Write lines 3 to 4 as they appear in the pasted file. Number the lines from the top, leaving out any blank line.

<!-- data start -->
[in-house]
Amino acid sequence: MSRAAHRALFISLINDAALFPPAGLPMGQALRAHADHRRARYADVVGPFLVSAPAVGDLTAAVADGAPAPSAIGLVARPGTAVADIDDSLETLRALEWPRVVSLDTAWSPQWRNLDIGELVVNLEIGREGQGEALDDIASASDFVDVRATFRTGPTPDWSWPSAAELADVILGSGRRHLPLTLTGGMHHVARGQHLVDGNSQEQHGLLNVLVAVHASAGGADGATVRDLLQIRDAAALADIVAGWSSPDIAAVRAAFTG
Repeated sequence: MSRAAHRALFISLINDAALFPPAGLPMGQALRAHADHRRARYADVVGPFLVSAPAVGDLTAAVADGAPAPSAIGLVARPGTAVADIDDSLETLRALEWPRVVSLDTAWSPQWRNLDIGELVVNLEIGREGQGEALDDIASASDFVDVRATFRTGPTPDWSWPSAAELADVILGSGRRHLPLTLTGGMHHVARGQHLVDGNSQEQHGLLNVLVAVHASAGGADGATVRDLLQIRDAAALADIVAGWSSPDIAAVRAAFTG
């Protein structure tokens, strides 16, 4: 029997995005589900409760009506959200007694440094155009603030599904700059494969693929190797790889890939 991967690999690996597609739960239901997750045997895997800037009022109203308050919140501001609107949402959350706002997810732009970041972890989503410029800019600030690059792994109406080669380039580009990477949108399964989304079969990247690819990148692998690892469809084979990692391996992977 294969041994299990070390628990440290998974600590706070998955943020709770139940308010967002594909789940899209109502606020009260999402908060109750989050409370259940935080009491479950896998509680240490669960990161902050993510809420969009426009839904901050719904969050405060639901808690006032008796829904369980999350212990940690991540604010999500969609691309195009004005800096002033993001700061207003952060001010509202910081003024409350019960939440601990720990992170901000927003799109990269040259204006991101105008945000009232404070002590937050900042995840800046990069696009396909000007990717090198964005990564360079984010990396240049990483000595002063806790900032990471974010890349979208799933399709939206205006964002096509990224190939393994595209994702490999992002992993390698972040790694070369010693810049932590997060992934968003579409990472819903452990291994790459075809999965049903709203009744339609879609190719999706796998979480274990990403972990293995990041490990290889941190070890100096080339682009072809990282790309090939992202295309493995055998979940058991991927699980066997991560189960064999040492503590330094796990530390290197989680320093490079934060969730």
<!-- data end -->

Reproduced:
Repeated sequence: MSRAAHRALFISLINDAALFPPAGLPMGQALRAHADHRRARYADVVGPFLVSAPAVGDLTAAVADGAPAPSAIGLVARPGTAVADIDDSLETLRALEWPRVVSLDTAWSPQWRNLDIGELVVNLEIGREGQGEALDDIASASDFVDVRATFRTGPTPDWSWPSAAELADVILGSGRRHLPLTLTGGMHHVARGQHLVDGNSQEQHGLLNVLVAVHASAGGADGATVRDLLQIRDAAALADIVAGWSSPDIAAVRAAFTG
């Protein structure tokens, strides 16, 4: 029997995005589900409760009506959200007694440094155009603030599904700059494969693929190797790889890939 991967690999690996597609739960239901997750045997895997800037009022109203308050919140501001609107949402959350706002997810732009970041972890989503410029800019600030690059792994109406080669380039580009990477949108399964989304079969990247690819990148692998690892469809084979990692391996992977 294969041994299990070390628990440290998974600590706070998955943020709770139940308010967002594909789940899209109502606020009260999402908060109750989050409370259940935080009491479950896998509680240490669960990161902050993510809420969009426009839904901050719904969050405060639901808690006032008796829904369980999350212990940690991540604010999500969609691309195009004005800096002033993001700061207003952060001010509202910081003024409350019960939440601990720990992170901000927003799109990269040259204006991101105008945000009232404070002590937050900042995840800046990069696009396909000007990717090198964005990564360079984010990396240049990483000595002063806790900032990471974010890349979208799933399709939206205006964002096509990224190939393994595209994702490999992002992993390698972040790694070369010693810049932590997060992934968003579409990472819903452990291994790459075809999965049903709203009744339609879609190719999706796998979480274990990403972990293995990041490990290889941190070890100096080339682009072809990282790309090939992202295309493995055998979940058991991927699980066997991560189960064999040492503590330094796990530390290197989680320093490079934060969730």